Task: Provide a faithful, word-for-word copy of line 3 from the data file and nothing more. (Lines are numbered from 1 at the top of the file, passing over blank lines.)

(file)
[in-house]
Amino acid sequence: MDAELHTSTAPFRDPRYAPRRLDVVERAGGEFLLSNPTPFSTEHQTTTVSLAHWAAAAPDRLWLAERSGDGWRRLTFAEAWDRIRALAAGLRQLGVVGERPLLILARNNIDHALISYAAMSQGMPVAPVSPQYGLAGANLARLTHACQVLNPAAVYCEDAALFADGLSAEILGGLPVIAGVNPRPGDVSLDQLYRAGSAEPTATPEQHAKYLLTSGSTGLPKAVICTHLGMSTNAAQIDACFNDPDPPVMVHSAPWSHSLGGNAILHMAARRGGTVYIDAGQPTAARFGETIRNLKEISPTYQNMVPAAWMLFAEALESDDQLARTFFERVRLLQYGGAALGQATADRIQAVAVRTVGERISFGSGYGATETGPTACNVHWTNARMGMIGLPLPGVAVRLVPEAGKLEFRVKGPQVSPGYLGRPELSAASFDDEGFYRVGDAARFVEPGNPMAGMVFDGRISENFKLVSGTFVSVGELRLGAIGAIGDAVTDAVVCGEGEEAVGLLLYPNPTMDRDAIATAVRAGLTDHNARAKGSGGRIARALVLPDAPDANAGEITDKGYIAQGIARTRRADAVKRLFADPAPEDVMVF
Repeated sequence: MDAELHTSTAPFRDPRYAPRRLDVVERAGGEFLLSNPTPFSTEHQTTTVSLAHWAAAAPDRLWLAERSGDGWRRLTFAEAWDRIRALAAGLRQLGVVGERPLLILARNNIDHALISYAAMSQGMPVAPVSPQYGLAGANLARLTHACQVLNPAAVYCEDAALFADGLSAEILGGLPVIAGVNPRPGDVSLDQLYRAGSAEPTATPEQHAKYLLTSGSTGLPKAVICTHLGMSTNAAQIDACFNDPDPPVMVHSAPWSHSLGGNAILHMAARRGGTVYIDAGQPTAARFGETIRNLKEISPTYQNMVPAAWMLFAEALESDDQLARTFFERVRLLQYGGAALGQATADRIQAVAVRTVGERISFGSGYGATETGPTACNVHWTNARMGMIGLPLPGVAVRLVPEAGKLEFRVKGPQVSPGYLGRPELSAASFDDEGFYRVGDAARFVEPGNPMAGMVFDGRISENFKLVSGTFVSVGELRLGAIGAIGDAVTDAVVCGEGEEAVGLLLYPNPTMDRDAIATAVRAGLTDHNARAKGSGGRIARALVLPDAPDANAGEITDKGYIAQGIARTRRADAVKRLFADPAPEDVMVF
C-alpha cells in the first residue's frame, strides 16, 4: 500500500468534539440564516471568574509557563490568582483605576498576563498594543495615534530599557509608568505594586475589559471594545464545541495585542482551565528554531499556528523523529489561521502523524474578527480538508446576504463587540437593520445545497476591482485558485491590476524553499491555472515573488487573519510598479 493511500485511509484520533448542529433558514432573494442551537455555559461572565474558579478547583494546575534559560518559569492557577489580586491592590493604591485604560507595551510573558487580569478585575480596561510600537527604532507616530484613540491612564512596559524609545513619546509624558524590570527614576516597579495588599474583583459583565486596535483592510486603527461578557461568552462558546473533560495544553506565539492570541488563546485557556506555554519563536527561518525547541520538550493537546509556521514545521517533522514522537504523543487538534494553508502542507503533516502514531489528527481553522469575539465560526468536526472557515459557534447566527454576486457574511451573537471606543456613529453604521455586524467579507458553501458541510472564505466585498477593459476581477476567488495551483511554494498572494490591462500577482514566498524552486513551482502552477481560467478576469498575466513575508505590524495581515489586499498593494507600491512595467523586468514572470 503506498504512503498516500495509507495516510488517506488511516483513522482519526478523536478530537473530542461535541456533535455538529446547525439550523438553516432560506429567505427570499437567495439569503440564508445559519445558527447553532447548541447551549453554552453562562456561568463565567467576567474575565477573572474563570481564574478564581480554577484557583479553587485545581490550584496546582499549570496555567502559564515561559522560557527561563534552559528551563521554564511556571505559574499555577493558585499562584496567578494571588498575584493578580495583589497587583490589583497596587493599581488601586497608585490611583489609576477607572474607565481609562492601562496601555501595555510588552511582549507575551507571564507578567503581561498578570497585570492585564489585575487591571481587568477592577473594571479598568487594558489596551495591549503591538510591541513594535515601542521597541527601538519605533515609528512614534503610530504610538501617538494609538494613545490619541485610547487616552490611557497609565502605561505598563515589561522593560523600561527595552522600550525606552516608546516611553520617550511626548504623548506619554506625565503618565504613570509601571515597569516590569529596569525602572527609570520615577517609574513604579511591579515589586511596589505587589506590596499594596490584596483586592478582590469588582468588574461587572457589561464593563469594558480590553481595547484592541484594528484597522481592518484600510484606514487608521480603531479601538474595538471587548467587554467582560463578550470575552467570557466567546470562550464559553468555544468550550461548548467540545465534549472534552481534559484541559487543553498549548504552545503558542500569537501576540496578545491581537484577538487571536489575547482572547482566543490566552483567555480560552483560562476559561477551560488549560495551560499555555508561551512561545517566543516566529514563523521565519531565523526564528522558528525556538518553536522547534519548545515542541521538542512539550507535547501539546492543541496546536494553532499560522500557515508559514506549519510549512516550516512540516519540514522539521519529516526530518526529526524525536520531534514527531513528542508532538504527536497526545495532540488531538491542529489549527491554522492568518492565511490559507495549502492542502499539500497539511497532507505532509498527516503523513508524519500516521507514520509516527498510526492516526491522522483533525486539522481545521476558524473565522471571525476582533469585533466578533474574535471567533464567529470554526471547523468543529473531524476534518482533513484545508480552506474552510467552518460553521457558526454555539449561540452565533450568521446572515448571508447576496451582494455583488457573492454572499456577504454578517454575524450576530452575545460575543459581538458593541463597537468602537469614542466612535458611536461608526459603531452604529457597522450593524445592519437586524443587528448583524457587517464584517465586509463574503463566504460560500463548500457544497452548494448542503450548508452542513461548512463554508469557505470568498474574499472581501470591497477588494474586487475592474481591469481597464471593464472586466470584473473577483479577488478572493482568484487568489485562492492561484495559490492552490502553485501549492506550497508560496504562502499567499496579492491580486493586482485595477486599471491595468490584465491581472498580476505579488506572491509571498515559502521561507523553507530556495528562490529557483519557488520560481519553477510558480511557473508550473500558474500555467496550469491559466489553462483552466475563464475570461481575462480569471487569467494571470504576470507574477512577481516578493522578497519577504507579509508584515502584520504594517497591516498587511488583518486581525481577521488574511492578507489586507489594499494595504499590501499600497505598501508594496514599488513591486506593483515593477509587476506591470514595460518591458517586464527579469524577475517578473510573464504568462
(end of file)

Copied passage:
Repeated sequence: MDAELHTSTAPFRDPRYAPRRLDVVERAGGEFLLSNPTPFSTEHQTTTVSLAHWAAAAPDRLWLAERSGDGWRRLTFAEAWDRIRALAAGLRQLGVVGERPLLILARNNIDHALISYAAMSQGMPVAPVSPQYGLAGANLARLTHACQVLNPAAVYCEDAALFADGLSAEILGGLPVIAGVNPRPGDVSLDQLYRAGSAEPTATPEQHAKYLLTSGSTGLPKAVICTHLGMSTNAAQIDACFNDPDPPVMVHSAPWSHSLGGNAILHMAARRGGTVYIDAGQPTAARFGETIRNLKEISPTYQNMVPAAWMLFAEALESDDQLARTFFERVRLLQYGGAALGQATADRIQAVAVRTVGERISFGSGYGATETGPTACNVHWTNARMGMIGLPLPGVAVRLVPEAGKLEFRVKGPQVSPGYLGRPELSAASFDDEGFYRVGDAARFVEPGNPMAGMVFDGRISENFKLVSGTFVSVGELRLGAIGAIGDAVTDAVVCGEGEEAVGLLLYPNPTMDRDAIATAVRAGLTDHNARAKGSGGRIARALVLPDAPDANAGEITDKGYIAQGIARTRRADAVKRLFADPAPEDVMVF